Kibbutz Megiddo, founded by members of the Hashomer Hatzair movement in 1949, on Sunday inaugurated the first synagogue since its founding.
Hashomer Hatzair, which began as a Marxist-Zionist movement, is a member of the International Falcon Movement – Socialist Education International. It has been staunchly secular and anti-religious — viewing itself as a leader of a legitimate form of secular Judaism.
The ceremony was attended by Kibbutz Movement Secretary General Nir Meir, Kibbutz Movement spokesman Joel Marshak, Megiddo Regional Council Head Itzik Holavsky, United Torah Judaism MK Uri Maklev, and Rabbi Shlomo Ra’anan, who heads the Ayelet Hashachar Association which helped set up the synagogue.
Council Head Holavsky welcomed the opening of the Kibbutz synagogue, saying: “To inaugurate a synagogue in Hashomer Hatzair Kibbutz is a special and exciting event. In my worldview, I respect and cherish all the streams of Judaism. Everyone should live together with respect and without any coercion. Our sages already said that ‘Derech Eretz (proper behavior) preceded the Torah.’ Judaism for me is a whole world of heritage values and morals.”
The idea of building the synagogue was suggested as early as 20 years ago by some kibbutz members, but only about a year and a half ago did the supporters of the venture succeed in winning the kibbutz committee’s approval, in a four against three vote. It the still took some efforts to erect the new building, with the help of Ayelet Hashachar. The synagogue will serve the residents of the kibbutz and its neighbors.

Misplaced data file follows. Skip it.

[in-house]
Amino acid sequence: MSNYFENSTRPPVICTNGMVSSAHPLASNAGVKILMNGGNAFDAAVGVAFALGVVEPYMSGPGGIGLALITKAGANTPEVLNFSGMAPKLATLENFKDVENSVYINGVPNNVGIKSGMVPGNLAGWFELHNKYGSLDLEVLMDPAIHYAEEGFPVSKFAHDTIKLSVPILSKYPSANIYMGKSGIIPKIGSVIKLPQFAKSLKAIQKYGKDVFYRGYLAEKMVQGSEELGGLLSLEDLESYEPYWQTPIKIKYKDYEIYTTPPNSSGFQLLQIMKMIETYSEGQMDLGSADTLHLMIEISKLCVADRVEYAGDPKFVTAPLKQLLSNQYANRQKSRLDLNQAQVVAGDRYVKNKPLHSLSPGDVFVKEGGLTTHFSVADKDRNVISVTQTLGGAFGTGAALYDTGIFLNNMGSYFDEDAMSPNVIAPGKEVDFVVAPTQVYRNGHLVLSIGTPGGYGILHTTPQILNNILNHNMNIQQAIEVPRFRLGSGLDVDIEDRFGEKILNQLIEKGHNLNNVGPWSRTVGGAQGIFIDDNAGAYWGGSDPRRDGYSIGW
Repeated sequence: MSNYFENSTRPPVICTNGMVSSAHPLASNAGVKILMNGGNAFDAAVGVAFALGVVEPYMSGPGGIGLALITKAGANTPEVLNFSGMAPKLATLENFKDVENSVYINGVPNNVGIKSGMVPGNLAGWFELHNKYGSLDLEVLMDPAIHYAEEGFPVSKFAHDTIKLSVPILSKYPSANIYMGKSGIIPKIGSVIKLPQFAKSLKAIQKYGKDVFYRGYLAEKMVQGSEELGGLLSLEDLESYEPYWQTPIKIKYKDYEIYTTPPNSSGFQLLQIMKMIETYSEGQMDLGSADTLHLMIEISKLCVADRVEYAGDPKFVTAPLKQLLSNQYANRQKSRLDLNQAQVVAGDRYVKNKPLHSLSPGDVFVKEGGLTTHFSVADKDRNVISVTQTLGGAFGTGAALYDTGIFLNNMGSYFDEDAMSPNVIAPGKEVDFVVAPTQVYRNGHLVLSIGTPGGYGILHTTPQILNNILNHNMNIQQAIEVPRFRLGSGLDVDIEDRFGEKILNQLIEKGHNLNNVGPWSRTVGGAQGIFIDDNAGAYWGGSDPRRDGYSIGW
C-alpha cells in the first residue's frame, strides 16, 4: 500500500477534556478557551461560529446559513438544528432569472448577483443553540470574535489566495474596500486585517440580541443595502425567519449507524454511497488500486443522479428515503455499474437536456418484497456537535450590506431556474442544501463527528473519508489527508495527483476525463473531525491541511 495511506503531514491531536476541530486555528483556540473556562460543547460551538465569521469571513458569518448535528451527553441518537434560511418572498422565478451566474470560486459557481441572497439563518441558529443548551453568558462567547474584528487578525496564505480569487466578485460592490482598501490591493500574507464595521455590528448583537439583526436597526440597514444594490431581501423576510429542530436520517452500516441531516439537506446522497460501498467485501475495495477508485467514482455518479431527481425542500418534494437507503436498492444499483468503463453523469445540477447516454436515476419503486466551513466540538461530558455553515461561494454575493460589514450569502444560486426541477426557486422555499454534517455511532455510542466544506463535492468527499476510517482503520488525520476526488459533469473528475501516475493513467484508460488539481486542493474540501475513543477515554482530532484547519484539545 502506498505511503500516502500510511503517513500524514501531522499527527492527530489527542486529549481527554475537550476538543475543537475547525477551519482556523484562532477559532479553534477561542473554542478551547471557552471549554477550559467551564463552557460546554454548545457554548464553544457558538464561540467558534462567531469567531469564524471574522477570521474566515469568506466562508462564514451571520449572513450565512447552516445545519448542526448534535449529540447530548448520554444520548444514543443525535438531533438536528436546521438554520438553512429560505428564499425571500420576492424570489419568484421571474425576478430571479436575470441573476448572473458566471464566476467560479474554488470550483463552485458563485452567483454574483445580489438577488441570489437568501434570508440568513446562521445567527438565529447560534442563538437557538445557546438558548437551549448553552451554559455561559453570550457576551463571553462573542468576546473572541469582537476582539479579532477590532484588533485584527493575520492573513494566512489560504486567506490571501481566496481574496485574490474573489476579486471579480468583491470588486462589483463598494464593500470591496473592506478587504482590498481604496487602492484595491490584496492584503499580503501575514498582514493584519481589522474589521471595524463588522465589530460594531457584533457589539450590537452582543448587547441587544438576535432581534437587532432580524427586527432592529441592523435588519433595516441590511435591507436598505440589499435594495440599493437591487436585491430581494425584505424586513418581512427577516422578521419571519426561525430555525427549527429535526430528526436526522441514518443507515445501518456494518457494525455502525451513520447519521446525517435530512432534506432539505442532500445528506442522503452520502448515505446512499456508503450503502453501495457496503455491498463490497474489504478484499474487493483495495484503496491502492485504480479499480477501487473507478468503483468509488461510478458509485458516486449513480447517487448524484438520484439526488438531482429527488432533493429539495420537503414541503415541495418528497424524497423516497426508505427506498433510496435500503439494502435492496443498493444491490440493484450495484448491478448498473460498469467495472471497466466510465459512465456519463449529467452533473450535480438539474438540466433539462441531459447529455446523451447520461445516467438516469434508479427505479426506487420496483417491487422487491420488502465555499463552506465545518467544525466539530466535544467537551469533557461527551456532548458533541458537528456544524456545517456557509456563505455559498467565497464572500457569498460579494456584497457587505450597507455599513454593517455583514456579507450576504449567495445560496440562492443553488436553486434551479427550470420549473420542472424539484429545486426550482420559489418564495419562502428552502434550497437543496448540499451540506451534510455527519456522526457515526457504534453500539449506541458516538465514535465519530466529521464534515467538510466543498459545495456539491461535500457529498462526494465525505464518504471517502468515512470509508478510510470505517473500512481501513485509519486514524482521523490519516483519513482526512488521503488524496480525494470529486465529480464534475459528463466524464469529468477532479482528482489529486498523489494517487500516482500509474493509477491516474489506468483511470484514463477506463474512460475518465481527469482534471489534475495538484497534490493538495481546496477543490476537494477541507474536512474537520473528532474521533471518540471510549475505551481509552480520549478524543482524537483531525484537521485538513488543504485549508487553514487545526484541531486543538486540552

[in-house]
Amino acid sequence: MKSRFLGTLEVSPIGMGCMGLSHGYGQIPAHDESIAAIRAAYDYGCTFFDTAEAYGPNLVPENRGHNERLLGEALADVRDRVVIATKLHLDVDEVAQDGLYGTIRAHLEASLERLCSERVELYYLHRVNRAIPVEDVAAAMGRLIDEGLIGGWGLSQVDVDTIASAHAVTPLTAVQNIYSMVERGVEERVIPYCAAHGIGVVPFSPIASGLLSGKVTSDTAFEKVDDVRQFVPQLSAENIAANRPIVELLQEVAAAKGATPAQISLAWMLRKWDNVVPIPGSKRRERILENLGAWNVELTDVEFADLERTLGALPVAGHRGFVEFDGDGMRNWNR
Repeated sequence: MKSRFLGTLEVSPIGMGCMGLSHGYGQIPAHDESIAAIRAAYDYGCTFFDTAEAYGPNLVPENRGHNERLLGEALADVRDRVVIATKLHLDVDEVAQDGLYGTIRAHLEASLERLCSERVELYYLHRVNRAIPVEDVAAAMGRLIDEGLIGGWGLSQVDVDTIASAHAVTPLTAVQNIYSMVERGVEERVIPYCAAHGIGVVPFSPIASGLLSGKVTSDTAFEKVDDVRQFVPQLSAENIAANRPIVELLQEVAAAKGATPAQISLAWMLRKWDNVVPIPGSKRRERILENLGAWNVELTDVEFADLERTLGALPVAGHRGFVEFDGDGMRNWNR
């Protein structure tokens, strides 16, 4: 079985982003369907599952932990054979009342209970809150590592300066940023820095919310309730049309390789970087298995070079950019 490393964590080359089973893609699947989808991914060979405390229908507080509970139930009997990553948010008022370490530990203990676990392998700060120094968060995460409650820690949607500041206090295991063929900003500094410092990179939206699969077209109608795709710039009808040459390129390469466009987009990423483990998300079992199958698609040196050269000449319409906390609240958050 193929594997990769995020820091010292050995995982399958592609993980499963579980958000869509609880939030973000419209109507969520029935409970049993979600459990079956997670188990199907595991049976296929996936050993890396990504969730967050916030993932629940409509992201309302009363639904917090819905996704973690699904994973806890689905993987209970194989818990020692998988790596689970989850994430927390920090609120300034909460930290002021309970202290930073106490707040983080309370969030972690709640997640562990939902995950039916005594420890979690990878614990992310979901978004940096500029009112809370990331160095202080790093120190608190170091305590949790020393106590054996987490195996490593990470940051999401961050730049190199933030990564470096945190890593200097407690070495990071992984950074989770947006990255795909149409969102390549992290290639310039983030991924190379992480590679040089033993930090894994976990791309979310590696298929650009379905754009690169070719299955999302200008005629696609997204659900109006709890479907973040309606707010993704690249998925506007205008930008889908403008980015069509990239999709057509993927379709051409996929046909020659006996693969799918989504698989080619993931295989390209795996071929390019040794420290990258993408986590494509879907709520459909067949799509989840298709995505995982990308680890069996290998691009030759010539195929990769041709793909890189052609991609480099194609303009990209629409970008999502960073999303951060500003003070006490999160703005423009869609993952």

Kibbutz Megiddo, which belongs to Ha’Kibbutz Ha’Artzi (national kibbutz) movement, is located in the Jezreel Valley, in the Megiddo Regional Council. It was founded in 1949 by Holocaust survivors and partisans from Poland and Hungary who immigrated to Israel. In the mid-1950s, a group of olim from South America joined the founders. In 2003, the kibbutz was privatized, and began to run as a community settlement with some 450 residents. In 2008, the kibbutz added an exterior neighborhood called New Megiddo, or, as the locals call it, “the extension,” where more than 120 families are living. Obviously, they, too, will enjoy the new synagogue.
“It was a dream of mine and other members of the kibbutz, and now that dream came true,” Zahava Zalmanovich, a kibbutz member for 38 years, told Israel Hayom. “My husband’s father was one of the founders of the kibbutz and this is where our children were born. For years, I traveled to celebrate the Jewish holidays with my parents, while this venture slowly materialized.”
“Why should we schlep to other cities for a bar mitzvah or holiday?” Zalmanovich asked. “Now there’s a place for us to go up to the Torah.”